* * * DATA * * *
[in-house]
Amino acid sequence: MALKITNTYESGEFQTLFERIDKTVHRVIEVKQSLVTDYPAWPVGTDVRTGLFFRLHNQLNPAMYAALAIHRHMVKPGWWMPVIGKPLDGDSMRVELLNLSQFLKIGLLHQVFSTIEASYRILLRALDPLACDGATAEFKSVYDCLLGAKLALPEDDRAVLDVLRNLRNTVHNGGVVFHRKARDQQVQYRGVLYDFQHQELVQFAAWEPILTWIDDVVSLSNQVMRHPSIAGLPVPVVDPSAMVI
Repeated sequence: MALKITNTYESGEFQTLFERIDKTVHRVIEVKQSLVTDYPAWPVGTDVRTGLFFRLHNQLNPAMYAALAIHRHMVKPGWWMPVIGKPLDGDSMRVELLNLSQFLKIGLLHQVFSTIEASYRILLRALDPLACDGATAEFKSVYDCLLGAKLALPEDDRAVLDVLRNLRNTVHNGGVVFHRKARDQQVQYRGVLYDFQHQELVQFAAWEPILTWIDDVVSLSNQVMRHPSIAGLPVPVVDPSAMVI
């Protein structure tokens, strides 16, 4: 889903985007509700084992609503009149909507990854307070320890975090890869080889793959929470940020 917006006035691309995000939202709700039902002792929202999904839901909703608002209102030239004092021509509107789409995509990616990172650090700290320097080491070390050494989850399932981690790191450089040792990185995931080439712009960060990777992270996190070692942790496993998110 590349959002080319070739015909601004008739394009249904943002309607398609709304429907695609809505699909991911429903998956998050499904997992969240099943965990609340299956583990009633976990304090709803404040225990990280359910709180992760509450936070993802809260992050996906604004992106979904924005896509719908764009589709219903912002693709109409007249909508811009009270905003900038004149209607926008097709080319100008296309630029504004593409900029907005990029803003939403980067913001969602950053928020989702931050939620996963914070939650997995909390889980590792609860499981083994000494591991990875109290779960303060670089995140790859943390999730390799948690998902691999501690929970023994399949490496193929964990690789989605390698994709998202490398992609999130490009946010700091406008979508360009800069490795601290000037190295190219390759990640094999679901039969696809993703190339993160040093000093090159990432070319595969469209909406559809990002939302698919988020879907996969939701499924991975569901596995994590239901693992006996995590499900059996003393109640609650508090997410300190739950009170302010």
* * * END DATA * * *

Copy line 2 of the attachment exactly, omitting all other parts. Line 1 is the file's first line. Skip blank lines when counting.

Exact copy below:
Amino acid sequence: MALKITNTYESGEFQTLFERIDKTVHRVIEVKQSLVTDYPAWPVGTDVRTGLFFRLHNQLNPAMYAALAIHRHMVKPGWWMPVIGKPLDGDSMRVELLNLSQFLKIGLLHQVFSTIEASYRILLRALDPLACDGATAEFKSVYDCLLGAKLALPEDDRAVLDVLRNLRNTVHNGGVVFHRKARDQQVQYRGVLYDFQHQELVQFAAWEPILTWIDDVVSLSNQVMRHPSIAGLPVPVVDPSAMVI